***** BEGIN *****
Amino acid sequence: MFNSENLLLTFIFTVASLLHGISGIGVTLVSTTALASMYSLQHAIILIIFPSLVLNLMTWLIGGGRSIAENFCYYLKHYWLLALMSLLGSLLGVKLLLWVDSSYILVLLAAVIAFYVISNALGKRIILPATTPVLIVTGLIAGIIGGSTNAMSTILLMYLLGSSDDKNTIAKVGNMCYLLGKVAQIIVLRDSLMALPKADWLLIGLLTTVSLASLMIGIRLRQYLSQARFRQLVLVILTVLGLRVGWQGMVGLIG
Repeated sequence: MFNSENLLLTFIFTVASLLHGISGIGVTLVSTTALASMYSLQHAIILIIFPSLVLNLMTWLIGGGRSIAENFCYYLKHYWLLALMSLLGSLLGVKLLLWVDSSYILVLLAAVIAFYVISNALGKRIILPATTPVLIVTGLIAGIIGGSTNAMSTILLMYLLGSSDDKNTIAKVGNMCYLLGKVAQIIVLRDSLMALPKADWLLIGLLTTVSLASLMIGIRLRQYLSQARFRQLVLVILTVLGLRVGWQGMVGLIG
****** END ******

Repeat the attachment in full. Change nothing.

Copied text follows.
Amino acid sequence: MFNSENLLLTFIFTVASLLHGISGIGVTLVSTTALASMYSLQHAIILIIFPSLVLNLMTWLIGGGRSIAENFCYYLKHYWLLALMSLLGSLLGVKLLLWVDSSYILVLLAAVIAFYVISNALGKRIILPATTPVLIVTGLIAGIIGGSTNAMSTILLMYLLGSSDDKNTIAKVGNMCYLLGKVAQIIVLRDSLMALPKADWLLIGLLTTVSLASLMIGIRLRQYLSQARFRQLVLVILTVLGLRVGWQGMVGLIG
Repeated sequence: MFNSENLLLTFIFTVASLLHGISGIGVTLVSTTALASMYSLQHAIILIIFPSLVLNLMTWLIGGGRSIAENFCYYLKHYWLLALMSLLGSLLGVKLLLWVDSSYILVLLAAVIAFYVISNALGKRIILPATTPVLIVTGLIAGIIGGSTNAMSTILLMYLLGSSDDKNTIAKVGNMCYLLGKVAQIIVLRDSLMALPKADWLLIGLLTTVSLASLMIGIRLRQYLSQARFRQLVLVILTVLGLRVGWQGMVGLIG